It is perhaps ironic that Mitch Daniels has been swept up in a political controversy involving abortion. The Indiana governor has spent the last two years calling for a “truce” between liberals and conservatives on social issues.
Daniels now finds himself assuming an unlikely role: as one of the principal combatants in the newest front of the abortion battle.
Last month, Gov. Daniels signed legislation that made Indiana the first state to prohibit its agencies from entering contracts or making grants with entities (besides hospitals) that perform abortions. The law denies $2 to $3 million a year to Planned Parenthood’s Indiana affiliate, which receives federal funds via the Indiana state government through Medicaid.
That decision is widely popular throughout Indiana. But it has invited the wrath of the abortion lobby and, hence, the Obama administration.
Last week, the Obama administration denied Indiana’s request to prohibit the funds to Planned Parenthood, arguing that federal Medicaid law says that states cannot exclude providers based on the services they provide.
But the state of Indiana argues that health care providers may not receive Medicaid reimbursements directly related to abortions and that there is no record that Planned Parenthood of Indiana segregates Medicaid reimbursements from other revenue sources, including the 5,000 abortions it performs every year in the state.
There’s no better way to mobilize the left than to threaten to take away taxpayer funding of the abortion industry. After Daniels signed the new law, abortion advocates in the U.S. Senate signed a letter to HHS Secretary Kathleen Sebelius demanding that she inform state Medicaid administrators that there are penalties for withholding funds from Planned Parenthood.
Planned Parenthood also challenged the law, filing a motion for an injunction. It argues that the law is unconstitutional because it violates contracts already in place between the abortion enterprise and the state. It also objected to other pro-life provisions in the law, including a ban on abortions after 20 weeks and requirement that women considering abortion be given factual information about the procedure.
A federal judge in U.S. District Court in Indianapolis declined to issue an injunction against the new law. But today it is hearing arguments on Planned Parenthood’s motion for an injunction.
A source at the Obama administration’s Centers for Medicare and Medicaid Services told Politico that Indiana’s decision to defy the Obama administration may cost it as much as $4 billion in Medicaid funds from the federal government. These funds account for about two-thirds of the state’s total Medicaid budget.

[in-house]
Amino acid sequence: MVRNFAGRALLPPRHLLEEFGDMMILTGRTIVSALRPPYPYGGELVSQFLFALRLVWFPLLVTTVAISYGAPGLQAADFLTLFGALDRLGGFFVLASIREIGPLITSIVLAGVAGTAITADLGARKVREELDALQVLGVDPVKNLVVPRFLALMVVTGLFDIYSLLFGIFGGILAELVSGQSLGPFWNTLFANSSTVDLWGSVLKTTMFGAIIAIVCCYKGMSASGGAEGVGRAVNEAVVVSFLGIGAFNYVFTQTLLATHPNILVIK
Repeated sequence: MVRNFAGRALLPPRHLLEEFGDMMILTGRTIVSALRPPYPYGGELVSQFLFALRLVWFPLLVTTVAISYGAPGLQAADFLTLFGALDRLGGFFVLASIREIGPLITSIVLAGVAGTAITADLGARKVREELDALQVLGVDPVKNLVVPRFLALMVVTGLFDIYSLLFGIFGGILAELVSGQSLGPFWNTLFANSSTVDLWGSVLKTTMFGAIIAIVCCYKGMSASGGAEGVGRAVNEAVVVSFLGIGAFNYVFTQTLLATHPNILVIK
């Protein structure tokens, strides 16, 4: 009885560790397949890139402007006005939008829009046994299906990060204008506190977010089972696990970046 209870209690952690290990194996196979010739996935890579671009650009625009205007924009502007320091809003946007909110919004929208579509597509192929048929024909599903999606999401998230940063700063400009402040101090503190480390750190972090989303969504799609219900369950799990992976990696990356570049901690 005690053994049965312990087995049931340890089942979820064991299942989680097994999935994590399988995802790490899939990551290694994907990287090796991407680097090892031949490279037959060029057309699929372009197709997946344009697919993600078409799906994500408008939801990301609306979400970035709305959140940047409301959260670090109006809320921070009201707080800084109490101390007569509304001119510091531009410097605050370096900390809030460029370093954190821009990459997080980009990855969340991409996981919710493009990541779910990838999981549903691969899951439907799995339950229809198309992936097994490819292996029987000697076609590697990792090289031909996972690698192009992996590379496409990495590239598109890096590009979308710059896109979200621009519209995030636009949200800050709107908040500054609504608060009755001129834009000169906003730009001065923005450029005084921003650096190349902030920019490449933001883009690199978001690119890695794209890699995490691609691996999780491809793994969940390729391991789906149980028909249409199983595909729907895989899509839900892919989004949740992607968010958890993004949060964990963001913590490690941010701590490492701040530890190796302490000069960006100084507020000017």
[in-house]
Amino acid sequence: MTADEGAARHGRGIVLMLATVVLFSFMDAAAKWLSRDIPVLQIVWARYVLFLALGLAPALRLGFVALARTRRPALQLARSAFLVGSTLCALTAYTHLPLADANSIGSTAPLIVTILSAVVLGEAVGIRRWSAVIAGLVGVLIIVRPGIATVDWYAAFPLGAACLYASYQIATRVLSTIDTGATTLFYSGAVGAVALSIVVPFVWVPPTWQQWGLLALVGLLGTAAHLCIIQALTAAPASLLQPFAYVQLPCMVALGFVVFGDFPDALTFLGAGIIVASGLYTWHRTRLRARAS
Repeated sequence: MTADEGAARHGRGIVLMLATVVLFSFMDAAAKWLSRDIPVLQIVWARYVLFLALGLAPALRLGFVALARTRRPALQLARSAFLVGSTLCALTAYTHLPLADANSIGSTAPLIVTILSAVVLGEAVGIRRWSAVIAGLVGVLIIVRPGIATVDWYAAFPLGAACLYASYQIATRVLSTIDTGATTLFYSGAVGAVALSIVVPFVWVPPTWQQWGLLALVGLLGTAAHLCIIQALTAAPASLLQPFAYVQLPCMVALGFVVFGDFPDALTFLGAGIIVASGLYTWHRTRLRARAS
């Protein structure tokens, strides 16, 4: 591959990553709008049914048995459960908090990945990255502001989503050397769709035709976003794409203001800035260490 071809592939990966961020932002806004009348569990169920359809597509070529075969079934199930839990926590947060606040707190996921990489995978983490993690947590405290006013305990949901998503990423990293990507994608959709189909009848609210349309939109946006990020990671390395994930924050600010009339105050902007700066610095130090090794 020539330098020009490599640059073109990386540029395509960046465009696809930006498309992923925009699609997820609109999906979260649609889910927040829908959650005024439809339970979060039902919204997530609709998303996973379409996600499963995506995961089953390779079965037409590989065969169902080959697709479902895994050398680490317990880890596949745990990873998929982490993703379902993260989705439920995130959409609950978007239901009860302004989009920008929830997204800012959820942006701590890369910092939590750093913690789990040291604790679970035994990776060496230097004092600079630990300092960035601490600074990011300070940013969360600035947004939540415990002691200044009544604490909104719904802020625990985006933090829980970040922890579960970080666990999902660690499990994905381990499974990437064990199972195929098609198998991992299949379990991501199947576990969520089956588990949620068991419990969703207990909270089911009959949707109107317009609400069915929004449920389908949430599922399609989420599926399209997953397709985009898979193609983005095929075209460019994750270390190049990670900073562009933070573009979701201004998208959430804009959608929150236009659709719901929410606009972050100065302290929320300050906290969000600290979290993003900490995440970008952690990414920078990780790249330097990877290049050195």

Planned Parenthood has labeled the new law “an assault on all women.” But it does not target any particular organization for exclusion from Medicaid. The bill passed by two-to-one majorities in both houses of the Indiana state legislature. And it doesn’t prevent women on Medicaid from receiving the health care they need.
As Gov. Daniels stated when he signed the law, “I commissioned a careful review of access to services across the state and can confirm that all non-abortion services, whether family planning or basic women’s health, will remain readily available in every one of our 92 counties.”
Daniels promised that everything would be done to ensure that “medical care is, if anything, more widely available than before.”
Plus, as Daniels has made clear, “any organization affected by this provision can resume receiving taxpayer dollars immediately by ceasing or separating its operations that perform abortions.”
The Indiana abortion battle is a state-level version of the ongoing national fight over whether taxpayer funds should be given to America’s largest abortion business.
The abortion industry correctly worries that if the Indiana law is upheld, other states may follow suit in trying to defund Planned Parenthood. Pro-life groups across the country talk about the Indiana law as a possible model for other states.
In challenging the Indiana law, the Obama administration has placed Planned Parenthood’s bottom line ahead of the interests of Indiana’s thousands of Medicaid recipients and millions of taxpayers. This should surprise no one.
In April, the Obama administration seemed willing to delay payment to American soldiers fighting in Iraq and Afghanistan as it threatened to shut down the federal government over federal funding of Planned Parenthood.
While running for president in 2007, Barack Obama told a room full of Planned Parenthood donors how important abortion advocacy is for him. “On this fundamental issue [promoting abortion “rights”],” he told the crowd, “I will not yield and Planned Parenthood will not yield.”
Governor Daniels says he remains committed to a truce over issues like abortion. But I hope he realizes that the left has no interest in an abortion truce. Indeed, for many liberals, including President Obama, the unyielding promotion of abortion will always be a fundamental issue.